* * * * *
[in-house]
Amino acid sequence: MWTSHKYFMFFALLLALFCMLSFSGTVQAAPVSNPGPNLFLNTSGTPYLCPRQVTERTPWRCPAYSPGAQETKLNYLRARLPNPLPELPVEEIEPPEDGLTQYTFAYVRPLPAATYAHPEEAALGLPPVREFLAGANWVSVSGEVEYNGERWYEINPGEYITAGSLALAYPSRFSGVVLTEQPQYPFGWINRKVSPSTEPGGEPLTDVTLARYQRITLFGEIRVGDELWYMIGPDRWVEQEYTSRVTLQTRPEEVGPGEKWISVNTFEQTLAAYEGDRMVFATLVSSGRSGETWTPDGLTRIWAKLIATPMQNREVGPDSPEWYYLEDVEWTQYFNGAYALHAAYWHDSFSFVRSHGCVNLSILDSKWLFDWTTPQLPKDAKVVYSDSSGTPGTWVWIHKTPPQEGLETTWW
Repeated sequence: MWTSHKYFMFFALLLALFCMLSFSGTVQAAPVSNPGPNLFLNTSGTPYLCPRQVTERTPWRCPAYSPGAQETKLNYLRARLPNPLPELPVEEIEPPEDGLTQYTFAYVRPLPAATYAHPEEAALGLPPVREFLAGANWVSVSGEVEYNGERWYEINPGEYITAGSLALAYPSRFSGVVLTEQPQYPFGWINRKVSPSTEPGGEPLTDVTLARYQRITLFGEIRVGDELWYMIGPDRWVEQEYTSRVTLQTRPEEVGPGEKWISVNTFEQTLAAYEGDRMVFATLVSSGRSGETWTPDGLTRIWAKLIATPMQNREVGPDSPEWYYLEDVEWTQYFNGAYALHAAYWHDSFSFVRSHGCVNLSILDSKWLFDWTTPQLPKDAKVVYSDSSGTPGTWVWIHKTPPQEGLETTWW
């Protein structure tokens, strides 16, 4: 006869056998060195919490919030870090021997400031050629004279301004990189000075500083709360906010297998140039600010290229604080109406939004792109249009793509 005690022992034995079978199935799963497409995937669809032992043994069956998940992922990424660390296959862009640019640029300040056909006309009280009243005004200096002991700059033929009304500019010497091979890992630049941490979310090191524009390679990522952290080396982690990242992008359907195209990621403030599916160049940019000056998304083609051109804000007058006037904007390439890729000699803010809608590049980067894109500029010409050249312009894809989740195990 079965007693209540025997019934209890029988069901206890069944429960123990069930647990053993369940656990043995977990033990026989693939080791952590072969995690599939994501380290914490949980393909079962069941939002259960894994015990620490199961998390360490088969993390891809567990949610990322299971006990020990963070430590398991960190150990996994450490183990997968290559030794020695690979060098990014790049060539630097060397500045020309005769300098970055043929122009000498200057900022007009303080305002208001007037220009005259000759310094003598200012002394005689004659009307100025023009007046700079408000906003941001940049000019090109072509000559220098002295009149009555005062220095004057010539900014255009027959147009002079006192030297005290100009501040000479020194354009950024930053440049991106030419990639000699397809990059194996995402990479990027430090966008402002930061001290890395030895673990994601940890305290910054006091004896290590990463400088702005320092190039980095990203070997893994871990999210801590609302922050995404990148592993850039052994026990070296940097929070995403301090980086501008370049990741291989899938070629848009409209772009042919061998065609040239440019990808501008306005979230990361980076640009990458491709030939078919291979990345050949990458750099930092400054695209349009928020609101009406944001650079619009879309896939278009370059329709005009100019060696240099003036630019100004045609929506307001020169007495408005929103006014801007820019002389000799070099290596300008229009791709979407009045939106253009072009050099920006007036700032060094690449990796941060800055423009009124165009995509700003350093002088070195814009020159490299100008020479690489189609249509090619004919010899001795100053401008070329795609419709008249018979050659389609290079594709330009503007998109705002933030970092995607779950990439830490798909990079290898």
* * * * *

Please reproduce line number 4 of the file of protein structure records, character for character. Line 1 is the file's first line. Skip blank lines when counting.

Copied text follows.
């Protein structure tokens, strides 16, 4: 006869056998060195919490919030870090021997400031050629004279301004990189000075500083709360906010297998140039600010290229604080109406939004792109249009793509 005690022992034995079978199935799963497409995937669809032992043994069956998940992922990424660390296959862009640019640029300040056909006309009280009243005004200096002991700059033929009304500019010497091979890992630049941490979310090191524009390679990522952290080396982690990242992008359907195209990621403030599916160049940019000056998304083609051109804000007058006037904007390439890729000699803010809608590049980067894109500029010409050249312009894809989740195990 079965007693209540025997019934209890029988069901206890069944429960123990069930647990053993369940656990043995977990033990026989693939080791952590072969995690599939994501380290914490949980393909079962069941939002259960894994015990620490199961998390360490088969993390891809567990949610990322299971006990020990963070430590398991960190150990996994450490183990997968290559030794020695690979060098990014790049060539630097060397500045020309005769300098970055043929122009000498200057900022007009303080305002208001007037220009005259000759310094003598200012002394005689004659009307100025023009007046700079408000906003941001940049000019090109072509000559220098002295009149009555005062220095004057010539900014255009027959147009002079006192030297005290100009501040000479020194354009950024930053440049991106030419990639000699397809990059194996995402990479990027430090966008402002930061001290890395030895673990994601940890305290910054006091004896290590990463400088702005320092190039980095990203070997893994871990999210801590609302922050995404990148592993850039052994026990070296940097929070995403301090980086501008370049990741291989899938070629848009409209772009042919061998065609040239440019990808501008306005979230990361980076640009990458491709030939078919291979990345050949990458750099930092400054695209349009928020609101009406944001650079619009879309896939278009370059329709005009100019060696240099003036630019100004045609929506307001020169007495408005929103006014801007820019002389000799070099290596300008229009791709979407009045939106253009072009050099920006007036700032060094690449990796941060800055423009009124165009995509700003350093002088070195814009020159490299100008020479690489189609249509090619004919010899001795100053401008070329795609419709008249018979050659389609290079594709330009503007998109705002933030970092995607779950990439830490798909990079290898």